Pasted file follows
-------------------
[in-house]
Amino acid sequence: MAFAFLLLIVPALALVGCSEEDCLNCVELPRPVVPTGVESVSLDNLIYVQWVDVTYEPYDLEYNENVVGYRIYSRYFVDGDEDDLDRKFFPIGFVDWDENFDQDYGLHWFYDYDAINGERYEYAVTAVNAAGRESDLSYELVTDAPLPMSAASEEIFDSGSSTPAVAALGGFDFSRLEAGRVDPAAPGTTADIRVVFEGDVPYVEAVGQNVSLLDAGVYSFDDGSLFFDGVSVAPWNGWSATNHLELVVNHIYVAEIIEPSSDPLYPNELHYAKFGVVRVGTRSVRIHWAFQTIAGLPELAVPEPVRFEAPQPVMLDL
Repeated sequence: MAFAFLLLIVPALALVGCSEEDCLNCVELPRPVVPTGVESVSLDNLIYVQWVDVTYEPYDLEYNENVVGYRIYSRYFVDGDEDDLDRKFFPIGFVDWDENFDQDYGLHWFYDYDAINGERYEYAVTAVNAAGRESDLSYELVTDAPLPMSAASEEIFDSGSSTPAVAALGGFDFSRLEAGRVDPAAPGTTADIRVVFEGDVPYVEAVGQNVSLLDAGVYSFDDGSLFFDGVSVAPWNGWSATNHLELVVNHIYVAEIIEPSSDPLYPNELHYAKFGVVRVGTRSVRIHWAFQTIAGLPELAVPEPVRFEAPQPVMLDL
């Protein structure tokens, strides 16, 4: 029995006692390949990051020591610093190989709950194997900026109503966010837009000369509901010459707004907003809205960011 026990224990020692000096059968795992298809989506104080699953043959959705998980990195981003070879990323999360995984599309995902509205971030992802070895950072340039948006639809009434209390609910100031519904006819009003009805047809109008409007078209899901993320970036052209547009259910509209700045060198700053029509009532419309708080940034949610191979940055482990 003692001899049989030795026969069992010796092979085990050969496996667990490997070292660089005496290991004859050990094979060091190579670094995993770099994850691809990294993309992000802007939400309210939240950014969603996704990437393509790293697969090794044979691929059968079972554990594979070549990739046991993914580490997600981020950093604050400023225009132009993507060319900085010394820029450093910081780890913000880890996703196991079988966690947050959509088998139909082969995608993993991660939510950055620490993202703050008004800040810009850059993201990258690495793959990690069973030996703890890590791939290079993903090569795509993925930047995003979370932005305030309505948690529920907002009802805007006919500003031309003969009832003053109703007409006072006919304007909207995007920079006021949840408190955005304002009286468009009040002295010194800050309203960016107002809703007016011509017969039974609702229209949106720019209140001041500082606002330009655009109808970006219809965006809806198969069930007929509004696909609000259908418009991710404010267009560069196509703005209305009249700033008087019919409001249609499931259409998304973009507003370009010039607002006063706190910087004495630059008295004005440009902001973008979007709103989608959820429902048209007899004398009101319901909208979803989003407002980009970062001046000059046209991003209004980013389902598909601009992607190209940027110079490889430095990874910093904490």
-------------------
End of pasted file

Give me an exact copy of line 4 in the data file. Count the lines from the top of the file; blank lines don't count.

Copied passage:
């Protein structure tokens, strides 16, 4: 029995006692390949990051020591610093190989709950194997900026109503966010837009000369509901010459707004907003809205960011 026990224990020692000096059968795992298809989506104080699953043959959705998980990195981003070879990323999360995984599309995902509205971030992802070895950072340039948006639809009434209390609910100031519904006819009003009805047809109008409007078209899901993320970036052209547009259910509209700045060198700053029509009532419309708080940034949610191979940055482990 003692001899049989030795026969069992010796092979085990050969496996667990490997070292660089005496290991004859050990094979060091190579670094995993770099994850691809990294993309992000802007939400309210939240950014969603996704990437393509790293697969090794044979691929059968079972554990594979070549990739046991993914580490997600981020950093604050400023225009132009993507060319900085010394820029450093910081780890913000880890996703196991079988966690947050959509088998139909082969995608993993991660939510950055620490993202703050008004800040810009850059993201990258690495793959990690069973030996703890890590791939290079993903090569795509993925930047995003979370932005305030309505948690529920907002009802805007006919500003031309003969009832003053109703007409006072006919304007909207995007920079006021949840408190955005304002009286468009009040002295010194800050309203960016107002809703007016011509017969039974609702229209949106720019209140001041500082606002330009655009109808970006219809965006809806198969069930007929509004696909609000259908418009991710404010267009560069196509703005209305009249700033008087019919409001249609499931259409998304973009507003370009010039607002006063706190910087004495630059008295004005440009902001973008979007709103989608959820429902048209007899004398009101319901909208979803989003407002980009970062001046000059046209991003209004980013389902598909601009992607190209940027110079490889430095990874910093904490």